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Semen Analysis Singapore

Semen Analysis using microscope

All you need to know about Semen Analysis

Women tend to be the focus of infertility issues and men tend to be an afterthought. However, 30-50% of the couples who have trouble conceiving are affected by male factors and almost all the cases are sperm related issues. The first step when dealing with a sperm issue is to have a semen analysis done.

What is a Semen Analysis?

A semen analysis is basically testing the sperm quality of your semen. Quality means that the sperm is normal in appearance, there is an adequate number of sperm in the seminal fluid and they are able to swim. The sperm’s DNA should be normal as well.

Who stands to benefit from Semen Analysis?

Infertile couples (those who have been trying to conceive for a year) obviously benefit from semen analysis. Of course, if you would just like to find out if your sperm are healthy, you can make an appointment for the test as well.

What do I have to do to prepare for a Semen Analysis?

When you get your appointment for your semen analysis you will be asked to abstain from ejaculation for 3 days, but no more than 5 days. The semen sample is ideal for a semen analysis between these dates.

How is the Semen Analysis performed?

You will be asked to collect your semen in a sterile container. Masturbation or self-stimulation will be required to produce the sample.

No lubricants or any foreign substance should be used during the process since these can damage the sperm. Saliva is also not recommended.

You will be given the option to produce your sample at the clinic/collection site or at your home. However, the sample must be examined within 1 hour.

What is the sperm sample screened for?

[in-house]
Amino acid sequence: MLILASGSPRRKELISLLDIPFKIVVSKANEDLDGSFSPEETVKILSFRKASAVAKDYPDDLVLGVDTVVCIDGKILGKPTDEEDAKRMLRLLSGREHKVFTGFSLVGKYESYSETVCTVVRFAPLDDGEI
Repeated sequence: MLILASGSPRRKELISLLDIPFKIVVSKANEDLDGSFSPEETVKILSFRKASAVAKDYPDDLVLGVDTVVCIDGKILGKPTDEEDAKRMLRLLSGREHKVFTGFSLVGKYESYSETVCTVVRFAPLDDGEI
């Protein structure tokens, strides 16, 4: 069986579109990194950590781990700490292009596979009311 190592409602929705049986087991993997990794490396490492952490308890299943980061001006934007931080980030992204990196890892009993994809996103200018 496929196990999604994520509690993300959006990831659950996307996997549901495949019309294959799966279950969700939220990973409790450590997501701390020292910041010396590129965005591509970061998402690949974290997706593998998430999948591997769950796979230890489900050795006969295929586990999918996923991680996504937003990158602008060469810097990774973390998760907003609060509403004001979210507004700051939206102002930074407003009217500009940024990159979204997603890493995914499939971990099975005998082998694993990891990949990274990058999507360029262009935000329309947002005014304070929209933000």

The analysis involves looking at the following criteria:

1. pH

We look at how acidic or alkali the semen is. Semen should be slightly alkaline since the vaginal environment is acidic in nature. This is a defense mechanism that helps protect the vagina from bad bacteria. The semen’s slight alkalinity allows the sperm to survive for a longer period in the vaginal canal. Acidic semen prevents fertilization of destroys the sperm.

pH issues may be caused by tubal blockages, those that carry parts of the semen.

2. Volume

The greater the volume, the greater the chance that semen will flood the female reproductive tract. Semen consists of fluids from the seminal vesicles, testes, bulbourethral, and prostate glands. Low semen volume may be caused by the blockage or absence of the seminal vesicle, retrograde ejaculation, obstruction of the vas deferens, stress, and hormonal imbalance. On the other hand, abnormally high volume may be triggered by inflammation of the reproductive glands.

3. Sperm Concentration

The higher the sperm concentration, the more likely fertilization will take place. A low sperm count can be a sign of a number of problems such as infection, varicocele, diabetes, inflammatory disease, hormonal imbalance, duct problems, and toxic substance exposure. An abnormally low sperm count can also be caused by a high fever due to illness, certain medications, and heat exposure to the scrotum.

Excess alcohol, smoking, and obesity have all been linked to low sperm count. No sperm (azoospermia) may be caused by a testicular issue, a duct problem, or a hormonal imbalance.

4. Leukocyte (White blood cell) Count

It has been observed that WBC numbers are higher in patients who struggle with fertility issues than among fertile males.